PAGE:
|03-25-2013 10:32 PM|
As a communication technician, I can tell you any exposed wiring in the antenna will act as an antenna. Terms we use are ingress ( signal getting into your frequency) and egress ( signal your transmitting into someone else's frequency).
Example driving down the road and radio gets static under power lines (ingress).
A sealed circuit is best with no noise, running it direct to the battery is your best/ cleanest source of power.
|03-25-2013 04:48 PM|
Could have been Stu-offroad where I got the idea, but I used a length of RG8 shielded cable for power supply direct from the battery. Stripped about six inches back, used the central solid lead for POS+ and twisted the outer braid for NEG-
Still being told my transmissions are stepped on when engine on in motion, so my next fix is going to be taking a braided grounding cable from my behind taillight antenna mount direct to the frame.
Also, if you are looking for an RFI filter, tell the clueless Radio Shack guy you are looking for a "choke." It's in the parts bins.
|03-25-2013 01:39 PM|
|03-25-2013 12:54 PM|
|03-25-2013 12:52 PM|
If all you can find are 10-30 amp fuses, by all means go with a 10 amp which will protect the CB & its wiring far better than a 30 amp fuse will. But I've yet to see a source of blade or cartridge fuses that didn't also carry 5 amp fuses. And yes, using a 30 amp fuse could indeed cause a CB or its wiring to "fry". That size fuse is WAY over the size it should be to protect the CB and its wiring.
Good electrical engineering practice says to use the smallest fuse possible that will protect the circuit while providing a margin for a slight amount of extra current drawn when first powering up the device when it's "cold". Normal practice is to use a fuse rated double the circuit's anticipated current draw. Nearest to that for a CB would be a 5 amp fuse.
Do I have a video of proof that the battery is a cleaner source of power? No, that fact is just very basic knowledge among those who have a good sound electrical/electronic and/or 2-way radio education. A battery provides pure DC power & also acts as a filter so it is by far the cleanest (most noise-free) source of power.
|03-25-2013 12:44 PM|
|03-25-2013 12:33 PM|
For the fuse size, a CB draws less than 2 amps even when transmitting so a 30 amp fuse would be way excessive & wouldn't protect it or its smaller gauge wiring. At the most, a 5 amp fuse is appropriate. My Uniden Pro520xl is protected by a 5 amp fuse
|03-25-2013 11:12 AM|
BTW the space for the radio is at least large enough to mount any of the full sized units on the market.......any suggestions on the full sized units? Do I need SSB for wheeling vs just the standard 40 CB channels??
|03-24-2013 04:03 PM|
|03-24-2013 10:57 AM|
What about this one??
So here is what I'm thinking about doing...........While it's kind of hard to see in the picture there is an overhead bar already installed for a previously installed radio. there is no wiring in place but I have since added a factory mirror with Compass/OAT and dome lights.
I'm thinking that I could just pull power from the mirror wioring harness that has both switched and unswitched power/ground already at the location.....any ideas on using this power with a small inline fuse or do I even need a fuse as the curcuit is already fused??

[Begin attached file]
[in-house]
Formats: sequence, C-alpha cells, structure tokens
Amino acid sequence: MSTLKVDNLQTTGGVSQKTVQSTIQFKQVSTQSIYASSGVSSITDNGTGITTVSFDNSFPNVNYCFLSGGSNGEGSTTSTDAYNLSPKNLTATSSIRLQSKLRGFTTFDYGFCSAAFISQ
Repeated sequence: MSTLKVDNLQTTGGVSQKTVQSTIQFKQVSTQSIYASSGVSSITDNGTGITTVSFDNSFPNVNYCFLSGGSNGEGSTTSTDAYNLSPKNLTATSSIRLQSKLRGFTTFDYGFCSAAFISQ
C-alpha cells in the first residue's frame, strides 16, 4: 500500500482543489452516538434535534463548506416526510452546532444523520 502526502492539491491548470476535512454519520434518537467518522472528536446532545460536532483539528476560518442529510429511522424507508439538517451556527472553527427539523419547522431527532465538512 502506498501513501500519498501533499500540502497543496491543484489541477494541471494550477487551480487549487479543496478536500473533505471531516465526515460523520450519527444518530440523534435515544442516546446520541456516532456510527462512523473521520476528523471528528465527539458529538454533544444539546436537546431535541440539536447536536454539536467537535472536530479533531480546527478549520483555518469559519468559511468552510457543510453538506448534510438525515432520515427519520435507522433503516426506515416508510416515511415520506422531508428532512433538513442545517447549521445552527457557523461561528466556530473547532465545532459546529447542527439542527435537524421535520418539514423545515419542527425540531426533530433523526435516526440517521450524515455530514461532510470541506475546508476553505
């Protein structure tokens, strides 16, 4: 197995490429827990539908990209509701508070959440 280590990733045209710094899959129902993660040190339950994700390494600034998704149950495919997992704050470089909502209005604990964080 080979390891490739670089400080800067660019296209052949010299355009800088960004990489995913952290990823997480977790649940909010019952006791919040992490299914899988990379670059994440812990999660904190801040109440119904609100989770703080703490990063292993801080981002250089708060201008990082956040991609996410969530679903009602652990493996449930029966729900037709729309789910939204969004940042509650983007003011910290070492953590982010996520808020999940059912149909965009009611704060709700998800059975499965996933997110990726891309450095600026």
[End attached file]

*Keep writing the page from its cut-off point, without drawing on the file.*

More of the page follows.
|03-24-2013 08:12 AM|
|03Ruth||As stated above a 30 amp fuse is way to big. I would use between a 2 & 5 amp fuse. I run a 3 amp. If you have a short with that 30 amp fuse it will fry your radio before that fuse blows.|
|03-24-2013 03:45 AM|
I mounted mine on the windshield right above the mirror and hardwired it to the battery with a 30A inline fuse. I dont like tapping other wiring and cutting into harnesses because you can very easily start to have issues with over loading the small wire gauge factories use.
|03-23-2013 10:17 PM|
|Hums99||I have mine wired into a Spare wire already behind the glove box. factory wire I believe it was blue/on with ignition, there was also another wire that was constant power.|
|03-23-2013 07:03 PM|
|03-23-2013 06:57 PM|
|Water Dog||A lot depends on where you want to mount it. CB radios take very little power, so most circuits that are already in the Jeep will handle the additional load. I mounted mine overhead so I wired it through the inline fuse and to the hot side of the dome light and grounded it to the metal inside the sound bar. If you mount it under the dash, in the dash, or on the console you could use the lighter circuit (but on mine that one's only hot when the ignition is), or go directly to the fuse box behind the glove compartment, or the battery if you're so inclined. My Uniden PRO510XL came with, I believe, a 3 amp fuse...if that. A 30 is way to big for a cb radio.|
|03-23-2013 06:45 PM|
|CountryBoyJeep||Normally you can just run cb's through your lighter outlet. Just google inline mini blade fuse, but heres a link to what to get http://www.summitracing.com/parts/pc...FQjf4AodajgA-A a 30=amp mini blade fuse will do fine. The fuse makes sure your equipment doesn't short circuit in the case of a power surge.|
|03-23-2013 06:45 PM|
|thedaringmove||Midland 1001 lwx is what I run. I highly recommend it with a firestik. Has PA and Weather function|
|03-23-2013 06:44 PM|
|03-23-2013 06:39 PM|
I'm looking at buying a cb radio for my jeep tj. I was thinking about the Uniden® PRO510XL Professional Mobile CB Radio. I understand how to mount the radio and the antenna, the thing I don't get is how to wire the radio to the battery.
I am thinking about an inline fuse? What is it and what does it do? And what size fuse do I use?
Any information or input will be appreciated